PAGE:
Old habits die hard. Lucky for the Edmonton Oilers.
For years, Craig MacTavish has been drumming it into their heads that when all else fails, as it usually will during the course of an 82-game season, you can fall back on team defence.
And after all else failed rather spectacularly in a pair of 6-2 losses in Anaheim and Phoenix, and with the most dangerous player in hockey up next on the schedule, they realized the best way to avoid another spanking was to protect their own end.
Dwayne Roloson had been struggling, the offence had been sputtering and the potential for an ambush by Alex Ovechkin and the Washington Capitals was very real.
But as the Caps quickly discovered, it's tough to get a decent ambush going when you only get three shots in the first period.
Or nine, despite three power plays, in the second.
Or just seven in a desperate third, with the game very much up for grabs until a pair of goals in the final three minutes made it 4-0.
Washington barely gets a sniff, Roloson gets a shutout and the Oilers get a win they absolutely needed for their standings, confidence and peace of mind.
Look after your defensive play, and your defensive play will look after you.
"We know we have the guys who can score. The biggest thing for us is playing solid and making smart plays,'' said Marty Reasoner, plus-1 with an empty net goal in the win.
A TEAM STAPLE
"It's kind of been a staple of our team forever that it doesn't matter how skilled you are, you have to play in your own end first, and get your chances from there.''
With the exception of those West Coast hiccups, they have.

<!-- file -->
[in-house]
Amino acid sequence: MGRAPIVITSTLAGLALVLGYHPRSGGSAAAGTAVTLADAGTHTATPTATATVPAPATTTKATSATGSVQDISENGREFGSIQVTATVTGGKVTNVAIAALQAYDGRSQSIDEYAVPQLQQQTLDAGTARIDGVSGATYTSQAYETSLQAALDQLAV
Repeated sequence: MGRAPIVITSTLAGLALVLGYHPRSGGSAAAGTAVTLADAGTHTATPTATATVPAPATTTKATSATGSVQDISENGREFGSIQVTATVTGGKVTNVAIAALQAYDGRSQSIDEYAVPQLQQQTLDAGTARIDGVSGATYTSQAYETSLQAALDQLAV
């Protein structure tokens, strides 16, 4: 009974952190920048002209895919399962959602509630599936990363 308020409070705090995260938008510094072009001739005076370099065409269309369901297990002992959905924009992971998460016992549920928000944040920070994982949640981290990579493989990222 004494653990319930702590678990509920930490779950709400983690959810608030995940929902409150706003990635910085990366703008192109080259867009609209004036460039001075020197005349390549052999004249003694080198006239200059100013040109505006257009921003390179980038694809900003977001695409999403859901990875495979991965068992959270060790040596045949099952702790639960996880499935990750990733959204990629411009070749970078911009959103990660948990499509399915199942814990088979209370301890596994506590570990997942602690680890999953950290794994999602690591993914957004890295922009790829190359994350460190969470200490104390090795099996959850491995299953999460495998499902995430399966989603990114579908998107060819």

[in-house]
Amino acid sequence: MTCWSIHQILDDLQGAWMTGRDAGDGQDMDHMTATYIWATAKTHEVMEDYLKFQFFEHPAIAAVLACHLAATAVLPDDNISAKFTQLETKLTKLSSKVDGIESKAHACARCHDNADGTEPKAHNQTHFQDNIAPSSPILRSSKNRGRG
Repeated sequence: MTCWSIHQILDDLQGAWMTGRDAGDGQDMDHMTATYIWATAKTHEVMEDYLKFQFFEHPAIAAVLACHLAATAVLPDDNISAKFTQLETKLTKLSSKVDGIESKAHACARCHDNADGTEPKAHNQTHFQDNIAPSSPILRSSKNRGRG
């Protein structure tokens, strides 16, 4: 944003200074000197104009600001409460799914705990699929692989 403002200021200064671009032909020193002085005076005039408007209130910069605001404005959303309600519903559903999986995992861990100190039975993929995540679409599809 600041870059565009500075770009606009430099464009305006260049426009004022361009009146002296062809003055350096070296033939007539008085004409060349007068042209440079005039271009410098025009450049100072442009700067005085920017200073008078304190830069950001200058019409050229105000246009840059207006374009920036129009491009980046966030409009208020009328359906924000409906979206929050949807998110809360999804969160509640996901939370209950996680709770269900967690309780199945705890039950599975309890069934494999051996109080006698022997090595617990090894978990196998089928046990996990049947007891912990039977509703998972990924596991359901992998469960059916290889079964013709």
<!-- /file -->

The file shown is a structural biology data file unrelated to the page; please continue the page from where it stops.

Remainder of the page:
In 11 games this season, they've held the other team to two or fewer goals seven times.
Last year they only did it once through 11 games, and only 10 times through Christmas.
"We know that we can win by shutting teams down,'' said Ryan Smyth.
"The experience that we gained in the playoffs last year really helps.''
And Roloson knows that, too.
But as Anaheim and Phoenix demonstrated, relying on a goaltender to cover your lapses isn't going to be a formula for any long-term success.
Being able to protect a 2-0 lead against Ovechkin until you catch a late break and an empty-netter is.
So are things like Steve Staios and Ladislav Smid combining for nine blocked shots.
Or Shawn Horcoff and Jarret Stoll combining to go 20-5 in the faceoff circle.
"We're winning games 2-1 and 3-1, which is maybe what we didn't do two or three years ago,'' remarked Stoll.
"It's good to win those games and know that you can win those games.''
"Before, we'd give up those late goals a lot of times,'' added Reasoner.
"I think it's good sign that we've been hanging in in tight games.
''Later in the year, those low scoring, one-or two-goal games become that much more important, and we're going to feel comfortable in them.''